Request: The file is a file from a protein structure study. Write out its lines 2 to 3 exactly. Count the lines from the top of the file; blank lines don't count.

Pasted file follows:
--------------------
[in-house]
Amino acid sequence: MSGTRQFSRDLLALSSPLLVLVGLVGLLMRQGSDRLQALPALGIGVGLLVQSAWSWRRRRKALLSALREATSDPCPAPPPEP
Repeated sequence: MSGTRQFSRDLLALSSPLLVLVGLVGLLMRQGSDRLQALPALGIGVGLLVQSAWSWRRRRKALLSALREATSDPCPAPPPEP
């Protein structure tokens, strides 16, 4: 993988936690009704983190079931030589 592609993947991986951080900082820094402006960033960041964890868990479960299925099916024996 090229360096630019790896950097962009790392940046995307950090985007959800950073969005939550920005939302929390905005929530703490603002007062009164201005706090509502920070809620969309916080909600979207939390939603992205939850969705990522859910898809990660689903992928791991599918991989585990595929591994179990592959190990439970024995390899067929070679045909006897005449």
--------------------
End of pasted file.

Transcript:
Amino acid sequence: MSGTRQFSRDLLALSSPLLVLVGLVGLLMRQGSDRLQALPALGIGVGLLVQSAWSWRRRRKALLSALREATSDPCPAPPPEP
Repeated sequence: MSGTRQFSRDLLALSSPLLVLVGLVGLLMRQGSDRLQALPALGIGVGLLVQSAWSWRRRRKALLSALREATSDPCPAPPPEP